Patrick Brazeau says he was offered 'backroom deal'
Senator facing suspension says Senate leader told him to apologize in exchange for lighter penalty
In a dramatic moment during a Senate debate over his suspension without pay, Senator Patrick Brazeau said he was offered what he called a "backroom deal" by the government leader of the Senate Friday morning.
"The deal was," said Brazeau, "that if I stood in this chamber, apologized to Canadians and took responsibility for my actions, that my punishment would be lesser than what is being proposed."
Brazeau and fellow senators Mike Duffy and Pamela Wallin are facing motions that would suspend them without pay and benefits because of inappropriately claimed expenses.
Brazeau said Claude Carignan took him aside outside the Senate chamber, and offered him the deal.
Carignan responded by backing up what Brazeau said, although he said his intent was not how Brazeau described it.
"I spoke to him out of friendship," Carignan said, "in saying, 'Senator Brazeau, please suggest something.'" Carignan said he suggested Brazeau's penalty could be "lighter."
It was an attempt to help Brazeau, Carignan said. "I regret he perceived it as an attack."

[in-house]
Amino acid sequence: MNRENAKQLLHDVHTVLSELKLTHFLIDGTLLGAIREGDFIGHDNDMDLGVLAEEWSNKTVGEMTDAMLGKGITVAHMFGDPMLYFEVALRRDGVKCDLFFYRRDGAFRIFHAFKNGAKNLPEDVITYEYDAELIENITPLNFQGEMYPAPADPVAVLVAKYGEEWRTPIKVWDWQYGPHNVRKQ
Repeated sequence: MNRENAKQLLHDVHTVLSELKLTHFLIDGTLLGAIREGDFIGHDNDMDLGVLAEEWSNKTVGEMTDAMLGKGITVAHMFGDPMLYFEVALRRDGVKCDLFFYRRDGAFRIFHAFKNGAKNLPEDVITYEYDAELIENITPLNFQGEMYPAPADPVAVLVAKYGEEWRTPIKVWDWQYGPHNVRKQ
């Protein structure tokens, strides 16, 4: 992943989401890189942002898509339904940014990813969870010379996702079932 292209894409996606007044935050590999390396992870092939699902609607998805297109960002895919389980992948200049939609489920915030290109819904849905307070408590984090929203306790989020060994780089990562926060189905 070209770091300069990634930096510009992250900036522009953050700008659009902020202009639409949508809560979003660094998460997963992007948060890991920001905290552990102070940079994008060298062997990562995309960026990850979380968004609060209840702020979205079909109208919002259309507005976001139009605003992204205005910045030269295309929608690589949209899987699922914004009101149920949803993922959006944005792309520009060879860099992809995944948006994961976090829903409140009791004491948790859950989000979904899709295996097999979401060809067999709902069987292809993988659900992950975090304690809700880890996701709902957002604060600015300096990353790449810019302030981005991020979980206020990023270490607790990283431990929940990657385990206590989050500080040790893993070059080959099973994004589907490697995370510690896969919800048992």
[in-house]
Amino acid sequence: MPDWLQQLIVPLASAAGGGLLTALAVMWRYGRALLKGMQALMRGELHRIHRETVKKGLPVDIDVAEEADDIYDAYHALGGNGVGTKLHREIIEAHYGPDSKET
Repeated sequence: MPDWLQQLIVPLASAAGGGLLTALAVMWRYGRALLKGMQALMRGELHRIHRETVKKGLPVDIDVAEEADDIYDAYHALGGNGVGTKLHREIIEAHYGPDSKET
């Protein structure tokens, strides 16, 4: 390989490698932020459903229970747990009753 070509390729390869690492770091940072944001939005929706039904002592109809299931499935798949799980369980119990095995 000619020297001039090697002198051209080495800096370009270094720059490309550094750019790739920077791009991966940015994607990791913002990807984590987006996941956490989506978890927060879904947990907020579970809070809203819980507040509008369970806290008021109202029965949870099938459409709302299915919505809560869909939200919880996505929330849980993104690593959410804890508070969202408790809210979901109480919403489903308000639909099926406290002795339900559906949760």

In a scrum with reporters in the Senate foyer shortly after Brazeau's statement, Carignan said, "I said to Brazeau, 'You could propose amendments or apologize. You could do some things to help your case.' And that was all."
Carignan said he's not dropping the motion to suspend Brazeau without pay, but, "I'm open and it's something that we could perhaps improve."
In a later scrum, after the Senate had adjourned for the day, Carignan said in French he has always been open to "friendly amendments." He said he was trying to explain that to Brazeau because, he said, Brazeau doesn't seem to understand the rules of the Senate very well.
Asked in English if he would have accepted amendments from Brazeau, Carignan replied, "I don't think so."
Wallin lays out her defence
During the same debate Friday, Senator Pamela Wallin seized the opportunity to carefully lay out her defence before her Senate colleagues as they debated whether to suspend her.
She said "the majority [Conservatives in the Senate] want my head on a platter," and then went through the accusations against her, point by point.
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When she met with the Senate internal economy committee in August about the private auditing firm Deloitte's audit of her expenses, Wallin said, she was not allowed to question the auditors, who were present, and her lawyer was not allowed to speak at all.
She said Deloitte found no evidence of fraud in her expenses, and had a hard time figuring out what "Senate business" meant.
Wallin said the rules about Senate business are "very, very vague." When, for instance, she said, she made a speech in a small town, and no record appeared about it online or in a newspaper, Deloitte would disallow it, discounting it as Senate business, although she argues it was.